The lost US decade
The newly graduated young adults of 2001 in US faced a combination of shock and disappointment, as, opposed to their confidence in the American job market, there had been steep competition for entry level jobs in face of pay freezes and lay-offs at earlier and more dangerous points.
Analysts term the past decade of recession as a lost decade for the US, where the government and the economists have not been able to find real solutions to persistent economic problems. In the last 10 years, only those were able to live the American dream who decided to become their own bosses or worked at places like hedge funds which gamble on falling markets by short-selling and volatility is actually good for their business.
The past decade has remained important because of rising joblessness. The IMF found both the recessions of 2001 and 2008 as the worst among the past ten US recessions. These findings were based on the key measures of loss of output, employment, investment and growth in personal disposable income.
The official GDP numbers show a peak to trough trend, as thorough revisions revealed that the downturn has been much deeper than previously assumed. It involved a 5.1 percent fall in national output, making the real recovery appear somewhat weaker. Also, the national income has not been retained to its pre-crisis prosperity. Analysts hold the dot-com bubble crash, the 9/ 11 World Trade Centre attacks, the U. S. housing bubble crash and the recession of 2007 as the building blocks for the failure of past decade in the economic history of US.
The fiscal response to the crisis in the US has been much more dramatic, with consumer spending rising by 4.4 percent in the final quarter of 2010 on one hand. It makes up about two-thirds of the economic activity. While on the other hand the unemployment woes have remained tragic for millions are still out of work and the unemployment rate has been stuck above 9 percent since 2009. Economists say the economy needs to expand by at least 3 percent over several quarters to alleviate unemployment, it expanded by 2.9 percent in 2010 as a whole.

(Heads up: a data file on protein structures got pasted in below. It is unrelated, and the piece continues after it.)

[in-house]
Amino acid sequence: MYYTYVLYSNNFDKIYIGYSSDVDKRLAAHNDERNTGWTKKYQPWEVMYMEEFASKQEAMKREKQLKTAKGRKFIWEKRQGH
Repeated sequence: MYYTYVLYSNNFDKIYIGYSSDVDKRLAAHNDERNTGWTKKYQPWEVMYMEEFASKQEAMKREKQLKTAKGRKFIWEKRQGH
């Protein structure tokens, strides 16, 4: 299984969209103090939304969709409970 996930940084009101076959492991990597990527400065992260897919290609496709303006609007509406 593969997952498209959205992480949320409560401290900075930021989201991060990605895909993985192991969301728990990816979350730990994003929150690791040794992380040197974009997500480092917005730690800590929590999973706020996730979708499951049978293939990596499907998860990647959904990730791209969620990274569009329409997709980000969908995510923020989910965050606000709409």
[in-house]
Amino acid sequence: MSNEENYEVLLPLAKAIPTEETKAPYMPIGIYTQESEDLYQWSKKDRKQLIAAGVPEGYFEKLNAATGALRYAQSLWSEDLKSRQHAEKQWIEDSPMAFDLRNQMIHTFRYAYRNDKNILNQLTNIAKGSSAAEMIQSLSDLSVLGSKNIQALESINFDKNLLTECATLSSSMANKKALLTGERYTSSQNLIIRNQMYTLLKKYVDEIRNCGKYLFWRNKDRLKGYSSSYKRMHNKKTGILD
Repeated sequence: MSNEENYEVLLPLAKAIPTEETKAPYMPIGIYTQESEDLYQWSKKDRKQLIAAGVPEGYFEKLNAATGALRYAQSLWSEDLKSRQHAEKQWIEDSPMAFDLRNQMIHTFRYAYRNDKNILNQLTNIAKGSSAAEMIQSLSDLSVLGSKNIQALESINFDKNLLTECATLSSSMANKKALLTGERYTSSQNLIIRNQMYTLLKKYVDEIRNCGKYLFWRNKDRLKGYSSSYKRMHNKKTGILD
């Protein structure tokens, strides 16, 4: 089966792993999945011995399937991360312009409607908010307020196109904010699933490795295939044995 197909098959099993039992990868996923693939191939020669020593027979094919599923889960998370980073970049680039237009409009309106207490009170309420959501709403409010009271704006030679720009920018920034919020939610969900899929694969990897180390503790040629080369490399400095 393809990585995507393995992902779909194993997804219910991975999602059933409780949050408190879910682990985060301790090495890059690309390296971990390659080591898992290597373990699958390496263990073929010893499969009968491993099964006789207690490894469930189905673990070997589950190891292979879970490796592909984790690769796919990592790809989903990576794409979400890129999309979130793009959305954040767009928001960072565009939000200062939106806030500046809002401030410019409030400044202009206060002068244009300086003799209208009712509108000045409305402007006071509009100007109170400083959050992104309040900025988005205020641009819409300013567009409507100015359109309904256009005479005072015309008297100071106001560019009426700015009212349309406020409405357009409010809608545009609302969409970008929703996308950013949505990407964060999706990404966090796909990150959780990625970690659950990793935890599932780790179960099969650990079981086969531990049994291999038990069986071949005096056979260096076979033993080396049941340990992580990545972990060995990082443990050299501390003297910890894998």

Such figures show moderate signs of recovery and may lead to a steady growth in the US economy if the Republicans and Democrats do not remain at loggerheads. However, the consensus over the debt deal shows positive recovery for the political crisis as well. With acceleration in GDP, exports and household savings, the competitiveness of US companies appears to have grown stronger. As an interesting fact, the poor employment has led US productivity to take off. There are new business strategies and plans st the entrepreneurs’ end, who had decided to become their own bosses earlier in the past decade. Their current account deficits have fallen and this portion of the population is contributing to making a positive contribution to the country’s massive budget deficit. Anyway, the present decade is yet to reveal whether they will also be able to overcome the challenges